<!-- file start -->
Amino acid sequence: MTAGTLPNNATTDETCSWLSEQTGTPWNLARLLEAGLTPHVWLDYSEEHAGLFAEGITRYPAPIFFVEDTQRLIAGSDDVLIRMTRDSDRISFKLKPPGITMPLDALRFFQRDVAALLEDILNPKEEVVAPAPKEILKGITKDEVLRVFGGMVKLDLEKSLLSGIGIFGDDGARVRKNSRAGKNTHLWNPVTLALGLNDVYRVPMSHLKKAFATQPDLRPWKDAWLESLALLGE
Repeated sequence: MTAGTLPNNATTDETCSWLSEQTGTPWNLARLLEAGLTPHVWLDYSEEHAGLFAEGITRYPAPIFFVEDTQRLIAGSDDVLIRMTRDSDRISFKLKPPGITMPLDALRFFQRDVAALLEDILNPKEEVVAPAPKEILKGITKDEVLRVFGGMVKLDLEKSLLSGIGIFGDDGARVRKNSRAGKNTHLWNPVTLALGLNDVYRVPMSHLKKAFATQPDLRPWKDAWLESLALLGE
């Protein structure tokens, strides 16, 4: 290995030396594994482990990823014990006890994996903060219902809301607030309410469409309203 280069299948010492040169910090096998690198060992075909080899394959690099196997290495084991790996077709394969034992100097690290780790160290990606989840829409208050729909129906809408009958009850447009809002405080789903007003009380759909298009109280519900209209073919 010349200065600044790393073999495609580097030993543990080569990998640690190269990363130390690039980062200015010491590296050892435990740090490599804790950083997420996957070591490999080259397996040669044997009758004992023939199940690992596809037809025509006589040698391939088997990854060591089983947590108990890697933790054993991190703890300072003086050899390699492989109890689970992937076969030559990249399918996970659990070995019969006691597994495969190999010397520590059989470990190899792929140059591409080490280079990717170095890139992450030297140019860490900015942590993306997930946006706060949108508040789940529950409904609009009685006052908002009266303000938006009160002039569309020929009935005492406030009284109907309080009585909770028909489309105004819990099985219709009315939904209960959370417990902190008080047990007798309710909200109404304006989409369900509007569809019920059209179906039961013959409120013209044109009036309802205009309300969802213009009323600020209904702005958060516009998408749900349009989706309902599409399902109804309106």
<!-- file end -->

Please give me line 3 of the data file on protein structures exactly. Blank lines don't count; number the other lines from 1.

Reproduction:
């Protein structure tokens, strides 16, 4: 290995030396594994482990990823014990006890994996903060219902809301607030309410469409309203 280069299948010492040169910090096998690198060992075909080899394959690099196997290495084991790996077709394969034992100097690290780790160290990606989840829409208050729909129906809408009958009850447009809002405080789903007003009380759909298009109280519900209209073919 010349200065600044790393073999495609580097030993543990080569990998640690190269990363130390690039980062200015010491590296050892435990740090490599804790950083997420996957070591490999080259397996040669044997009758004992023939199940690992596809037809025509006589040698391939088997990854060591089983947590108990890697933790054993991190703890300072003086050899390699492989109890689970992937076969030559990249399918996970659990070995019969006691597994495969190999010397520590059989470990190899792929140059591409080490280079990717170095890139992450030297140019860490900015942590993306997930946006706060949108508040789940529950409904609009009685006052908002009266303000938006009160002039569309020929009935005492406030009284109907309080009585909770028909489309105004819990099985219709009315939904209960959370417990902190008080047990007798309710909200109404304006989409369900509007569809019920059209179906039961013959409120013209044109009036309802205009309300969802213009009323600020209904702005958060516009998408749900349009989706309902599409399902109804309106």